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All Things Maori

This blog provides a visual-verbal snapshot of Maori culture and contemporary Maori lifestyles in modern New Zealand. It presents my own experiences and observations of Maori culture and is not intended in anyway to be the definitive view on all things Maori, but rather an introduction for those who want to know more about Maori culture and its place in everyday bicultural New Zealand.

This blog provides a visual-verbal snapshot of Maori culture and contemporary Maori lifestyles in modern New Zealand. It presents my own experiences and observations of Maori culture and is not intended in anyway to be the definitive view on all things Maori, but rather an introduction for those who want to know more about Maori culture and its place in everyday bicultural New Zealand.

In Māori tradition, Papatūānuku is the land. She is a mother earth figure who gives birth to all things, including people. Trees, birds and people are born from the land, which then nourishes them. Some traditions say that the land first emerged from under water.

In Māori tradition, Papatūānuku is the land. She is a mother earth figure who gives birth to all things, including people. Trees, birds and people are born from the land, which then nourishes them. Some traditions say that the land first emerged from under water.

Papatūānuku, the earth mother in Māori tradition, is seen as the birthplace of all things. This painting is by Victor Tukuafu, who is of Ngāpuhi, Ngāti Tūwharetoa and Tongan descent.

Papatūānuku, the earth mother in Māori tradition, is seen as the birthplace of all things. This painting is by Victor Tukuafu, who is of Ngāpuhi, Ngāti Tūwharetoa and Tongan descent.

In the late 1970s master carver Matahi Whakataka-Brightwell came to his mother’s land at Lake Taupo, New Zealand. On a boat trip around the Western Bays he saw the cliffs at Mine Bay and decided to use them as a canvas for his work. This carving represents the Māori mythological couple Rangi and Papa (or Ranginui and Papatuanuku). Theirs is the Story of Creation: Rangi is the sky, the father of all things; Papa is the earth, the mother of all things.

In the late 1970s master carver Matahi Whakataka-Brightwell came to his mother’s land at Lake Taupo, New Zealand. On a boat trip around the Western Bays he saw the cliffs at Mine Bay and decided to use them as a canvas for his work. This carving represents the Māori mythological couple Rangi and Papa (or Ranginui and Papatuanuku). Theirs is the Story of Creation: Rangi is the sky, the father of all things; Papa is the earth, the mother of all things.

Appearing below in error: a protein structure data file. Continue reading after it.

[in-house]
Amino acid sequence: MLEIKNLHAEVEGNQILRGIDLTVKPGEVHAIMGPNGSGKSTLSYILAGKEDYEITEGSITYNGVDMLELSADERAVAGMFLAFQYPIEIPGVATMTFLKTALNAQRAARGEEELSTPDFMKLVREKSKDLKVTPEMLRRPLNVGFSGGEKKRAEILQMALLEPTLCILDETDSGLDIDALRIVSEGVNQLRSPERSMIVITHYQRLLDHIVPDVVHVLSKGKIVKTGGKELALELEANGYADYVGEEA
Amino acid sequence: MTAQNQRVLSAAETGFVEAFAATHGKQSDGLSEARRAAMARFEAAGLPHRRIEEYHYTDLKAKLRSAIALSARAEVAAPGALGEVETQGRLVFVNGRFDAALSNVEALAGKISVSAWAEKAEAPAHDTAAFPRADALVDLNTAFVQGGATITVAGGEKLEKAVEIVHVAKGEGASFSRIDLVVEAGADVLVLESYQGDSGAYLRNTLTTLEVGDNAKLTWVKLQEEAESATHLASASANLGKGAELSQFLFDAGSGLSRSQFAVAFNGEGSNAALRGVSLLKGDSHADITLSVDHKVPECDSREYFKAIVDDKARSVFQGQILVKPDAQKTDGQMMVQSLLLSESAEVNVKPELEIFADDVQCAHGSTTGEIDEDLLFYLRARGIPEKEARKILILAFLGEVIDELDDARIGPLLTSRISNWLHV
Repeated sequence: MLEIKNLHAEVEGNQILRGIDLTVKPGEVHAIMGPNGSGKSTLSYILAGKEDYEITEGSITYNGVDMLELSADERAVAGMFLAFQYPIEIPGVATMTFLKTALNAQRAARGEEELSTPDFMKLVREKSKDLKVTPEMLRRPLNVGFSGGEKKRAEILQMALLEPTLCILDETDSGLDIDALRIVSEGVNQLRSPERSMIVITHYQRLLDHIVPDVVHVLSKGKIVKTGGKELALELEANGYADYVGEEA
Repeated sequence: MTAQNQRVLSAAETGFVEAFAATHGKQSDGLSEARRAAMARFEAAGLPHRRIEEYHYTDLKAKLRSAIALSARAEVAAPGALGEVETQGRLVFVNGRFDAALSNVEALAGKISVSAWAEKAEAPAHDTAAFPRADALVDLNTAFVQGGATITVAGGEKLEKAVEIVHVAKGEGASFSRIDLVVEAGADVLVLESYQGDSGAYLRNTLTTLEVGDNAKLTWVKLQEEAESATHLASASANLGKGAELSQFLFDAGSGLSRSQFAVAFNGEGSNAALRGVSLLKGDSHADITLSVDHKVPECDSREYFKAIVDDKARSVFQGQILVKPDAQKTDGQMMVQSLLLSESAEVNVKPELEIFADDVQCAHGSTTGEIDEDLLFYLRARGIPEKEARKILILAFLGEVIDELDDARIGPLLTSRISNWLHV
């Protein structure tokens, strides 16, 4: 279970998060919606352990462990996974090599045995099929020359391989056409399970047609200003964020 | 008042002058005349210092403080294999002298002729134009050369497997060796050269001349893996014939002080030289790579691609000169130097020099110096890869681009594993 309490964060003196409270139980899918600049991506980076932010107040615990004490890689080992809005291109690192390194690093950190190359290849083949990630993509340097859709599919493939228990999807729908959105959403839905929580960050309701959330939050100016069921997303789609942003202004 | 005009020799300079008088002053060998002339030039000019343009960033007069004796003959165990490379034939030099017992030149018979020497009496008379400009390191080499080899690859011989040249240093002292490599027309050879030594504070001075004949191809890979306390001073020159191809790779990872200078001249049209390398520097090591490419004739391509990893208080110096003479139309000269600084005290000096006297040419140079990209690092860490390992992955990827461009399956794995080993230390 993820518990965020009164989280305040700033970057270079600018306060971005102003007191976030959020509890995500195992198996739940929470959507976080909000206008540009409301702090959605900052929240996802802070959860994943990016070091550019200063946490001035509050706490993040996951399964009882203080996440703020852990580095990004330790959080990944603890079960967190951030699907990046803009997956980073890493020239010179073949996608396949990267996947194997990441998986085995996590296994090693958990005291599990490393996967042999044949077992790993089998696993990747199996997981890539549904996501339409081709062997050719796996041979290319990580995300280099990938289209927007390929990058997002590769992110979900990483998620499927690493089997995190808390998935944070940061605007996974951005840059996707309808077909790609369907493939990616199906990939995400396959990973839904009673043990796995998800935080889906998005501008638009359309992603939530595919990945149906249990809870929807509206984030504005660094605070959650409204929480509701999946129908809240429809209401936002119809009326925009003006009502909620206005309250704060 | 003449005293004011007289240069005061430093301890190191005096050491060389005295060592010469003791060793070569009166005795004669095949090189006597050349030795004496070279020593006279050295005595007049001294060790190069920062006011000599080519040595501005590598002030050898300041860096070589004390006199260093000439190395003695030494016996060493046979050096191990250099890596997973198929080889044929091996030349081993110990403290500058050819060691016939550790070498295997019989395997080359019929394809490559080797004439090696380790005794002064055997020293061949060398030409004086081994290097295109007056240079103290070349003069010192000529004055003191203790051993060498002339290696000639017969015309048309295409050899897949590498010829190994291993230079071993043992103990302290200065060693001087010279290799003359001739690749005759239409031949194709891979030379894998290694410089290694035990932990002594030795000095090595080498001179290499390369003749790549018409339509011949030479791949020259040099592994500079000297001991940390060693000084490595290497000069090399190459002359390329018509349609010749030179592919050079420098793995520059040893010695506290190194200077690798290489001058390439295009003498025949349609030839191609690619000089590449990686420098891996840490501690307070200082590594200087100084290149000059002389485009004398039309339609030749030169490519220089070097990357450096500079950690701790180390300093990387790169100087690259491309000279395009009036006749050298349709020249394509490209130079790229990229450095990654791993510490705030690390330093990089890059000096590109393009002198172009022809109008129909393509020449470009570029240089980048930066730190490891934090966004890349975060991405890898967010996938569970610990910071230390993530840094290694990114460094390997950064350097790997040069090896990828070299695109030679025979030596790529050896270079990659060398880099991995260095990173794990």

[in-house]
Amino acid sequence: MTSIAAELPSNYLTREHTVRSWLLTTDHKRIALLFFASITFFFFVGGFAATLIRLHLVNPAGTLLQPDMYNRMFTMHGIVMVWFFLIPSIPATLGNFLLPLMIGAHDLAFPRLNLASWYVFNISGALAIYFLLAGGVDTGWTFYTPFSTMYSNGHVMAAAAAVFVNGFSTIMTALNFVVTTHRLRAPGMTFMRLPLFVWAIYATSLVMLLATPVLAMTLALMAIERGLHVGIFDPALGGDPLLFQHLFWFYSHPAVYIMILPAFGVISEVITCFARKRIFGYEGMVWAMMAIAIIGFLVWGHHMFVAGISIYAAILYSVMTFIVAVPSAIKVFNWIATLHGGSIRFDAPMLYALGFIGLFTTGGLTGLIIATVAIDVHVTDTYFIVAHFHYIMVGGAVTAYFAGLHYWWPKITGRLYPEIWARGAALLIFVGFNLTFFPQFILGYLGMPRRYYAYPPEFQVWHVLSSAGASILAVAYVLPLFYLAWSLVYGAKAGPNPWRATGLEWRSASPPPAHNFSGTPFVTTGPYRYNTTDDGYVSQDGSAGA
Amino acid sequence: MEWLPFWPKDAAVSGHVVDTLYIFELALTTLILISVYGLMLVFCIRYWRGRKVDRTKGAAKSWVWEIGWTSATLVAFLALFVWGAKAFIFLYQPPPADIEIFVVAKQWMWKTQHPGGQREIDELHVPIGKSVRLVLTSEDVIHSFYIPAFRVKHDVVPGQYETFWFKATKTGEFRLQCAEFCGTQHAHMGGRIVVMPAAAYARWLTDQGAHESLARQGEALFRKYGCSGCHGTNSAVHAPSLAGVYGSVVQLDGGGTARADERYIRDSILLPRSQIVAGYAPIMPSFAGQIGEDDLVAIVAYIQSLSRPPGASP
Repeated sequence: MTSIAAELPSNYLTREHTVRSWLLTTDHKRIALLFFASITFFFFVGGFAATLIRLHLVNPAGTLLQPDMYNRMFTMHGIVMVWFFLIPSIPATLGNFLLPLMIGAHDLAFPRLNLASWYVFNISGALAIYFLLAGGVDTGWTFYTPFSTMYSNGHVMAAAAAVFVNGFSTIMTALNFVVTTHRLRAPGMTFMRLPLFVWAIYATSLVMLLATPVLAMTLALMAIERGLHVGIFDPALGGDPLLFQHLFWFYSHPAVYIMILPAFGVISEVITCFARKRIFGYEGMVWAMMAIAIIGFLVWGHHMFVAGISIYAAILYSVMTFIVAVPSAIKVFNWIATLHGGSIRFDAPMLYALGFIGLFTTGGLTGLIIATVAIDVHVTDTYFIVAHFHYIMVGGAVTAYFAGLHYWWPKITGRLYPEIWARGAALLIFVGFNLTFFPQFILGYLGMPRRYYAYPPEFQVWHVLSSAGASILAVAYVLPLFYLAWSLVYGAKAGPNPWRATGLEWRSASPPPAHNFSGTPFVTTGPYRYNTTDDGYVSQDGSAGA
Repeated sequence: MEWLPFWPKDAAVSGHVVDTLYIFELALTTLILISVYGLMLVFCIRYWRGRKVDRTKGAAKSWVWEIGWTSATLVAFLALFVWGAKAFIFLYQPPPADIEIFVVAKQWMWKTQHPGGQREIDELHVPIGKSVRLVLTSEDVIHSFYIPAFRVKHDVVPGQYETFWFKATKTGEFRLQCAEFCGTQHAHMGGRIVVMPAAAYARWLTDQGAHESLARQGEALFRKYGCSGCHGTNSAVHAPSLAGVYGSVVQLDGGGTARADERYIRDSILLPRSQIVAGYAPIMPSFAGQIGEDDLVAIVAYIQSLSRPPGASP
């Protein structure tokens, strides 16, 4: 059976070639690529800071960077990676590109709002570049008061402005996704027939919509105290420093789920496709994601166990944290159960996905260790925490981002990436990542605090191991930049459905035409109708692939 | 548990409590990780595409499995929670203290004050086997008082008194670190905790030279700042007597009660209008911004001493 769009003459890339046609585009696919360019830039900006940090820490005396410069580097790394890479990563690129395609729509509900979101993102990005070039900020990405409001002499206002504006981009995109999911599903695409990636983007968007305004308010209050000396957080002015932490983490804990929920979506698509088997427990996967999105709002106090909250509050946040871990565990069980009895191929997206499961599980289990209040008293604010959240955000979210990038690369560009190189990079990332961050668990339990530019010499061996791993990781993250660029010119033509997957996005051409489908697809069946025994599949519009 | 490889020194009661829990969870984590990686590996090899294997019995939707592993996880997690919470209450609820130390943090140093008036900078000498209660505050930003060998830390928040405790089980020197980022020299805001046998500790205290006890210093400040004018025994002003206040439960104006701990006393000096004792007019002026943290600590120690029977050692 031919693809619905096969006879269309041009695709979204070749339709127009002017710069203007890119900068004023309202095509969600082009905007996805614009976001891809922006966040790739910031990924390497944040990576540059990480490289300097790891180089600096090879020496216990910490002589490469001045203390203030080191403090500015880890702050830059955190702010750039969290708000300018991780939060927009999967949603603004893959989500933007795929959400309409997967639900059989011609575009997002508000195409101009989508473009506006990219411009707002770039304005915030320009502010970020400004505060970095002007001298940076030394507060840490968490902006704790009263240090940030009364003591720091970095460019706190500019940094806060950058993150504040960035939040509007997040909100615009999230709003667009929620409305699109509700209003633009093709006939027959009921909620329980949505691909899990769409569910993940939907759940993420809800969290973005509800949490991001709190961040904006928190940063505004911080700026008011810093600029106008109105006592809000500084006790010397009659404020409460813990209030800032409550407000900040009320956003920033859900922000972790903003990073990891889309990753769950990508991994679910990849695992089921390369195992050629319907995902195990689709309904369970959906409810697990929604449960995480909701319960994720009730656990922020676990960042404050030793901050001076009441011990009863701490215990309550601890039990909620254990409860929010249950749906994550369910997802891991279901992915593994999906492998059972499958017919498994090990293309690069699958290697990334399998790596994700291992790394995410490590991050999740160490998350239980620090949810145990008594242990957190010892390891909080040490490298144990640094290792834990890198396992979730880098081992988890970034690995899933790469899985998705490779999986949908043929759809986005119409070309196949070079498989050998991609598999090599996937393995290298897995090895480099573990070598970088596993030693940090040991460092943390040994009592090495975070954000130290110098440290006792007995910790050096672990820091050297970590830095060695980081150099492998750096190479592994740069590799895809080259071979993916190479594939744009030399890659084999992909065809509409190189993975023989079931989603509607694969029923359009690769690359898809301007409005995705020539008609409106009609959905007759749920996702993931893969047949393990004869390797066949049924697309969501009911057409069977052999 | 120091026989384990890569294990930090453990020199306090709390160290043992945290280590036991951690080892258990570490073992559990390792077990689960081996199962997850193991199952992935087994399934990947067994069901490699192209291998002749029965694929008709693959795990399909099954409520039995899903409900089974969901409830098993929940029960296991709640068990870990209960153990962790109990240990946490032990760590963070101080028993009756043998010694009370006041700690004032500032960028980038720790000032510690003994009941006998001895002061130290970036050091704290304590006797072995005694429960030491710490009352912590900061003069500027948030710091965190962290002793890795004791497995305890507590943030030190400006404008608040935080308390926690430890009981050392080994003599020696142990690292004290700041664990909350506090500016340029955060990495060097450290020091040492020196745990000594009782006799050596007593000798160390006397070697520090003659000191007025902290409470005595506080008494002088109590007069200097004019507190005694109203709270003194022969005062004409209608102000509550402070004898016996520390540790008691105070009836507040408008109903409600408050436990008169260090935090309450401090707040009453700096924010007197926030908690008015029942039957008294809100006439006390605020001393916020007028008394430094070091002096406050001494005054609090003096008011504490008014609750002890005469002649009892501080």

To this day, as well, Rona regrets her outburst and pays dearly for that one moment of madness. Don’t be like Rona and blame others for your misfortune. Respect all things… at all times.

To this day, as well, Rona regrets her outburst and pays dearly for that one moment of madness. Don’t be like Rona and blame others for your misfortune. Respect all things… at all times.

Nelson Blue - It’s New York’s first outpost of all things Kiwi. This airy, casual bar and restaurant features gleaming woodwork, striking Maori designs, and a war canoe suspended from the ceiling. Choose from venison sausage, wild salmon, crab cakes, and grilled oysters.

Nelson Blue - It’s New York’s first outpost of all things Kiwi. This airy, casual bar and restaurant features gleaming woodwork, striking Maori designs, and a war canoe suspended from the ceiling. Choose from venison sausage, wild salmon, crab cakes, and grilled oysters.

Koru Maori Tattoo for the top of my back and shoulders  It symbolizes the continuation of all things, new life, growth, strength and peace. But I want to incorporate the stingray on the sides somehow.

Koru Maori Tattoo for the top of my back and shoulders It symbolizes the continuation of all things, new life, growth, strength and peace. But I want to incorporate the stingray on the sides somehow.

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